Sylvanus Jones House (1734)

Wednesday, May 4th, 2016 Posted in Colonial, Houses, Norwich | No Comments »

Sylvanus Jones House

The saltbox colonial house at 10 Elm Avenue in the Norwichtown area of Norwich was built in 1734 by Sylvanus Jones. As related in Old Houses of the Antient Town of Norwich (1895), by Mary E. Perkins:

It is possible that the “Great Room” or kitchen, and “the Lentoo” of the old Fitch or Knight house were added in 1734 to the house, then erected by Sylvanus Jones, on land purchased of Andre Richard, but of this we have no positive proof.

Sylvanus Jones (b. 1707), was the son of Caleb Jones, one of the first settlers of Hebron, Ct., and his wife Rachel, daughter of John Clark of Farmington, Ct. He married in 1730 Kesiah, daughter of Isaac and Elizabeth (Curtis) Cleveland, and died in 1791. He had eight children, and at his death, his son, Ebenezer, becomes the owner of the house and land.

Ebenezer Jones (b. 1744), married in 1765, Elizabeth Rogers, and had three daughters, one of whom, Lucy (b. 1766), marries Henry J. Cooledge, and another, Rachel (b. 1771), becomes in 1793 the wife of Asa Lathrop, Jun. Louisa, daughter of Lucy (Jones) Cooledge, marries in 1832 Charles Avery of New London, and her daughter, Mrs. Harriet Robinson, now owns and occupies the house.

We do not know the occupation of Sylvanus, but Ebenezer was a cooper, and Mr. Miner pictures him “with his ads and double driver, holding it in the middle, and playing it rapidly on the empty barrel, as he drives the hoop, sounding a reveille to the whole neighborhood regular as the strains of Memnon.” His shop stood south of the house and a little back from the street.

Yantic Fire Engine Company No. 1 (1907)

Friday, March 25th, 2016 Posted in Norwich, Public Buildings, Swiss Chalet, Tudor Revival | No Comments »

Yantic Fire Engine Company

the Yantic Fire Engine Co. No. 1 was established in 1847 in the mill village of Yantic in Norwich. The company‘s service area would eventually grow to include Bean Hill, Plain Hill and Norwichtown. After their old firehouse burned down in 1906, a new one was built in 1907 and was first occupied in 1908.

Fillmore House (1743)

Saturday, February 13th, 2016 Posted in Colonial, Houses, Norwich | No Comments »

Fillmore House

Bean Hill is a neighborhood in Norwich that was a local commercial and manufacturing center in the eighteenth and early nineteenth centuries. The area was home to the ancestors of several nineteenth-century US presidents: Millard Fillmore, Rutherford B. Hayes and Grover Cleveland. The home of President Cleveland’s grandfather, William Cleveland, a silversmith and deacon of the Congregational Church, does not survive, but there is a Fillmore family house at 8 Huntington Avenue, across from the Bean Hill Green. The house was built around 1743 (the date is inscribed on the house’s central chimney). Millard Fillmore‘s great-grandfather, Capt. John Fillmore, Jr. (1701-1777), lived in Norwich and later settled in Norwich West Farms (now Franklin). Millard Fillmore‘s grandfather, Nathaniel Fillmore, Sr. (1738-1814), and grandmother, Hepzibah Wood (1747-1783), were both born in Franklin and lived in Norwich. Another relative of the President, also a great-grandson of John Fillmore, Jr., was Rev. Jehiel Fillmore (1797-1862), who was born in Franklin and lived at Bean Hill.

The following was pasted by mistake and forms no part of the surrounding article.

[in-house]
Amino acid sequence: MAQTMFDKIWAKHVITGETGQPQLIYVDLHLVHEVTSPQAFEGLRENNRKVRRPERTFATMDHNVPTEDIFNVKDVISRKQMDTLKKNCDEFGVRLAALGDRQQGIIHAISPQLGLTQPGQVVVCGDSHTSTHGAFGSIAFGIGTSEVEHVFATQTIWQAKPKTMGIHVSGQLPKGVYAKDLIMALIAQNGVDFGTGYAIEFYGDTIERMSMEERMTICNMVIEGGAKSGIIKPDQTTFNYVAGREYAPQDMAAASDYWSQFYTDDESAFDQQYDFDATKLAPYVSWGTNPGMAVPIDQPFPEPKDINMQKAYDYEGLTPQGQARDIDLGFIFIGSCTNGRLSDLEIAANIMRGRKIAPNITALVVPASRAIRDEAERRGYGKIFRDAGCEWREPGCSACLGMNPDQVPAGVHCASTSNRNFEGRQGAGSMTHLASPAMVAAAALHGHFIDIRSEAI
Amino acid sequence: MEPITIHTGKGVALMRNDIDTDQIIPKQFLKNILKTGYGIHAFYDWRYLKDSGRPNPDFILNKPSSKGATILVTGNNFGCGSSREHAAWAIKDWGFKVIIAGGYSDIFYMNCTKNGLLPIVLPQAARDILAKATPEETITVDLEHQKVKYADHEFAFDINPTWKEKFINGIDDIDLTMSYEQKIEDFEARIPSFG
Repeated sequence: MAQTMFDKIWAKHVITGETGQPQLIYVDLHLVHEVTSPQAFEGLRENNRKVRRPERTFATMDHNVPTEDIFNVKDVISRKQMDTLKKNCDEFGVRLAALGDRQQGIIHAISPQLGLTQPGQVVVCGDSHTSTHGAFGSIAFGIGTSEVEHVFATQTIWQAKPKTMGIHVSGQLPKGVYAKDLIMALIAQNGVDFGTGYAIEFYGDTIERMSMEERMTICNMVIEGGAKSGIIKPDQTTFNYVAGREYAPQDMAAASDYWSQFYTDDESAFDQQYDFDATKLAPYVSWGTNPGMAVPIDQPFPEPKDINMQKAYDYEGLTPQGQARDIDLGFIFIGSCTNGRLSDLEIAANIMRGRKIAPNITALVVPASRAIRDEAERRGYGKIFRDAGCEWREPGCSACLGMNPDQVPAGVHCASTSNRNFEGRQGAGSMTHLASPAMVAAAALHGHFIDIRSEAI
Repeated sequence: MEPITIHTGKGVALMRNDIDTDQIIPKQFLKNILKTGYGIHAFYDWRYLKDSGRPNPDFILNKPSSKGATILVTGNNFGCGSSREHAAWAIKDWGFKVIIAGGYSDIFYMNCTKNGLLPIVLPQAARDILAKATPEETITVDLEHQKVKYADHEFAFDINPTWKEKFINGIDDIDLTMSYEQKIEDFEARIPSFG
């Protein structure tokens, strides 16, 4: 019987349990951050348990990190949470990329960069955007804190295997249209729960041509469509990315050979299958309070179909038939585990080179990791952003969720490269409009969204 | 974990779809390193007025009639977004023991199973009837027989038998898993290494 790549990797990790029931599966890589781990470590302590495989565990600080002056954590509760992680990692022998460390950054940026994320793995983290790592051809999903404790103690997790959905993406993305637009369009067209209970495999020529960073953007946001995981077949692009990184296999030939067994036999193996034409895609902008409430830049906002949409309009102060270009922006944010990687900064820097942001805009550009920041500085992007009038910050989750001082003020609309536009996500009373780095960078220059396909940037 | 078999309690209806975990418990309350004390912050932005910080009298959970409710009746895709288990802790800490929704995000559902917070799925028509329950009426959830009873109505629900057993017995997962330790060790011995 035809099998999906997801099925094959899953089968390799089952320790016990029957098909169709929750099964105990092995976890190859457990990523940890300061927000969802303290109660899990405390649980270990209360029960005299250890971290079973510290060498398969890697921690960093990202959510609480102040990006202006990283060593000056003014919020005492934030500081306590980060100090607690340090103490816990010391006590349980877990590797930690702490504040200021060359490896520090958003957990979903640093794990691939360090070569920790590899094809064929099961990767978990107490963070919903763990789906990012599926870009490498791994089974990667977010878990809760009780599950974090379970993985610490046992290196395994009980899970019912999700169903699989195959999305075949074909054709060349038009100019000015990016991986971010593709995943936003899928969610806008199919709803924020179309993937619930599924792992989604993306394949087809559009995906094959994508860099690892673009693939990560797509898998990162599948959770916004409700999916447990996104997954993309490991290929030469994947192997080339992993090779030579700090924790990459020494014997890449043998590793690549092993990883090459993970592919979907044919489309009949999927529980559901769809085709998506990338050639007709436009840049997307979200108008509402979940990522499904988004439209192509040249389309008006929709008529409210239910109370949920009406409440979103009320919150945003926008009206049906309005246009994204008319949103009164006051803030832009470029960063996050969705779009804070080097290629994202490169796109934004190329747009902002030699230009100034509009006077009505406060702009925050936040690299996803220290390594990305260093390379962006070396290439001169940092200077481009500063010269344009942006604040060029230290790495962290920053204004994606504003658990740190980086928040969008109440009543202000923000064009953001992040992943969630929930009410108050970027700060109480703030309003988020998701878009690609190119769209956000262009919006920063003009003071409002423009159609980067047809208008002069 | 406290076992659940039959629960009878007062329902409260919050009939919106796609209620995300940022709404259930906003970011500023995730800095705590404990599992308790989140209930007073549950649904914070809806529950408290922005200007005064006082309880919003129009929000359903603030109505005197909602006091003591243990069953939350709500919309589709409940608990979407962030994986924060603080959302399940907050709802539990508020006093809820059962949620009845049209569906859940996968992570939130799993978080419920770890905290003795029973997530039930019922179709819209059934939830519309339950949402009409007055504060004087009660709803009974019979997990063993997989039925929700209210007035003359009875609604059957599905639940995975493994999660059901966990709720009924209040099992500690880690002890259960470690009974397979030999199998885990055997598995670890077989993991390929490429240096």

Woodside (1729)

Friday, February 12th, 2016 Posted in Houses, Italianate, Norwich | No Comments »


I would like to know more about the house at 11 Dudley Street in Norwich. The plaque on the house gives it a date of 1729 and calls it “Woodside.” The style of the house was obviously much altered in the nineteenth century, as it now has features, such as the front portico, the brackets and the curved windows in the gable end, that are typical of the Italianate style. The property also has a large barn, which is listed on Historic Barns of Connecticut (with an address of 8 Dudley Street), but without much information about the structure. Perhaps it dates to the time the house was altered in the Italianate style, as the barn has an Italianate cupola.